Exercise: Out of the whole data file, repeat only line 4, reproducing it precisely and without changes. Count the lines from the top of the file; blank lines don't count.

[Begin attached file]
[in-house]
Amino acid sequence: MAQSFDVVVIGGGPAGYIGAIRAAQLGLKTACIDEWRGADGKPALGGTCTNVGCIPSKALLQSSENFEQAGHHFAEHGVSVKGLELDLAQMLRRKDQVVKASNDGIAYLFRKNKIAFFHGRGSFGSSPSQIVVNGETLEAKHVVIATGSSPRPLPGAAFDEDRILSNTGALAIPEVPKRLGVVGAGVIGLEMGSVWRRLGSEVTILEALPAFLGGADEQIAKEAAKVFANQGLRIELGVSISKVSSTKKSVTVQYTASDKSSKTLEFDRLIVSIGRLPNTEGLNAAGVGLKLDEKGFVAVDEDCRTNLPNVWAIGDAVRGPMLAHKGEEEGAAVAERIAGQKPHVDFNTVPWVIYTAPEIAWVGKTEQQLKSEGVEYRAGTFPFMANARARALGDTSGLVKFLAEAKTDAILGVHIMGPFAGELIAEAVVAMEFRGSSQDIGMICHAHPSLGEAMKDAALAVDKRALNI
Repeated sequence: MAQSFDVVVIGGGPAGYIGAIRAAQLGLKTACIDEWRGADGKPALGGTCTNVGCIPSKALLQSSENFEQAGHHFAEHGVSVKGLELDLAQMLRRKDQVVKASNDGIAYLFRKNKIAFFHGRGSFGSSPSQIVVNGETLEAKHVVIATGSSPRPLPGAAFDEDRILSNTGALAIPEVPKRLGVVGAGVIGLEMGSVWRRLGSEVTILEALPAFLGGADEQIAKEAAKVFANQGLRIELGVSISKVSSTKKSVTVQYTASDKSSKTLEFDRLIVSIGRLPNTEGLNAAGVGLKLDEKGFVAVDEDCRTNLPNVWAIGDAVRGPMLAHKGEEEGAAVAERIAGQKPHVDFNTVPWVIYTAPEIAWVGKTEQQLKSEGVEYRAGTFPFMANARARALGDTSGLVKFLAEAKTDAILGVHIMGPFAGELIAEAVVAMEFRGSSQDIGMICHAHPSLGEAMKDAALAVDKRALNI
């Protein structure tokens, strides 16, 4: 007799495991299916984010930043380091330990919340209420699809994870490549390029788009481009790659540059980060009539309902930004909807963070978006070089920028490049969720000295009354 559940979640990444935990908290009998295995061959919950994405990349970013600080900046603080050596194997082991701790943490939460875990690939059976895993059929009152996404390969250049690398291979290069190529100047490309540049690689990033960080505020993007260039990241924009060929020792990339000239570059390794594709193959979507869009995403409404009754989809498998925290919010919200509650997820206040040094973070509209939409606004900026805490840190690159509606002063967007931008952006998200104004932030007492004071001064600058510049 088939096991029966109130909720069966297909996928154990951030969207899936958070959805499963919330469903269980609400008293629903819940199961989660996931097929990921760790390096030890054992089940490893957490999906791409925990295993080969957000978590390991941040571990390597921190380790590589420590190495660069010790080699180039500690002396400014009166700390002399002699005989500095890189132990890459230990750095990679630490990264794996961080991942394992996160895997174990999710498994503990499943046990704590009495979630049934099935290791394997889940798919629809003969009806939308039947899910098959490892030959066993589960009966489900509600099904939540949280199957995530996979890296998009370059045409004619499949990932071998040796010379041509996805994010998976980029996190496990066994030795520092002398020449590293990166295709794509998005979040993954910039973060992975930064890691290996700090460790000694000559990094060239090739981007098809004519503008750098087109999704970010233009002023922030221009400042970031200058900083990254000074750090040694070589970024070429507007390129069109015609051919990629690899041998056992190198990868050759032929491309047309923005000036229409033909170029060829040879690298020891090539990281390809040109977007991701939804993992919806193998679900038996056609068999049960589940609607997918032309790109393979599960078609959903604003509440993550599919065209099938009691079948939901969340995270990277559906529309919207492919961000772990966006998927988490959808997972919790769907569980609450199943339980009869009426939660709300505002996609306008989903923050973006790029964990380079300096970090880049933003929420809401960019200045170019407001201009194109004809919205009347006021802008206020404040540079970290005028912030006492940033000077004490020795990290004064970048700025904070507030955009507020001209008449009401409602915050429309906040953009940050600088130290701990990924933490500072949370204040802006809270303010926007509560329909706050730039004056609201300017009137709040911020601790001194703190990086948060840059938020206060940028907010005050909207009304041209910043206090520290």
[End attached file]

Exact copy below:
């Protein structure tokens, strides 16, 4: 007799495991299916984010930043380091330990919340209420699809994870490549390029788009481009790659540059980060009539309902930004909807963070978006070089920028490049969720000295009354 559940979640990444935990908290009998295995061959919950994405990349970013600080900046603080050596194997082991701790943490939460875990690939059976895993059929009152996404390969250049690398291979290069190529100047490309540049690689990033960080505020993007260039990241924009060929020792990339000239570059390794594709193959979507869009995403409404009754989809498998925290919010919200509650997820206040040094973070509209939409606004900026805490840190690159509606002063967007931008952006998200104004932030007492004071001064600058510049 088939096991029966109130909720069966297909996928154990951030969207899936958070959805499963919330469903269980609400008293629903819940199961989660996931097929990921760790390096030890054992089940490893957490999906791409925990295993080969957000978590390991941040571990390597921190380790590589420590190495660069010790080699180039500690002396400014009166700390002399002699005989500095890189132990890459230990750095990679630490990264794996961080991942394992996160895997174990999710498994503990499943046990704590009495979630049934099935290791394997889940798919629809003969009806939308039947899910098959490892030959066993589960009966489900509600099904939540949280199957995530996979890296998009370059045409004619499949990932071998040796010379041509996805994010998976980029996190496990066994030795520092002398020449590293990166295709794509998005979040993954910039973060992975930064890691290996700090460790000694000559990094060239090739981007098809004519503008750098087109999704970010233009002023922030221009400042970031200058900083990254000074750090040694070589970024070429507007390129069109015609051919990629690899041998056992190198990868050759032929491309047309923005000036229409033909170029060829040879690298020891090539990281390809040109977007991701939804993992919806193998679900038996056609068999049960589940609607997918032309790109393979599960078609959903604003509440993550599919065209099938009691079948939901969340995270990277559906529309919207492919961000772990966006998927988490959808997972919790769907569980609450199943339980009869009426939660709300505002996609306008989903923050973006790029964990380079300096970090880049933003929420809401960019200045170019407001201009194109004809919205009347006021802008206020404040540079970290005028912030006492940033000077004490020795990290004064970048700025904070507030955009507020001209008449009401409602915050429309906040953009940050600088130290701990990924933490500072949370204040802006809270303010926007509560329909706050730039004056609201300017009137709040911020601790001194703190990086948060840059938020206060940028907010005050909207009304041209910043206090520290």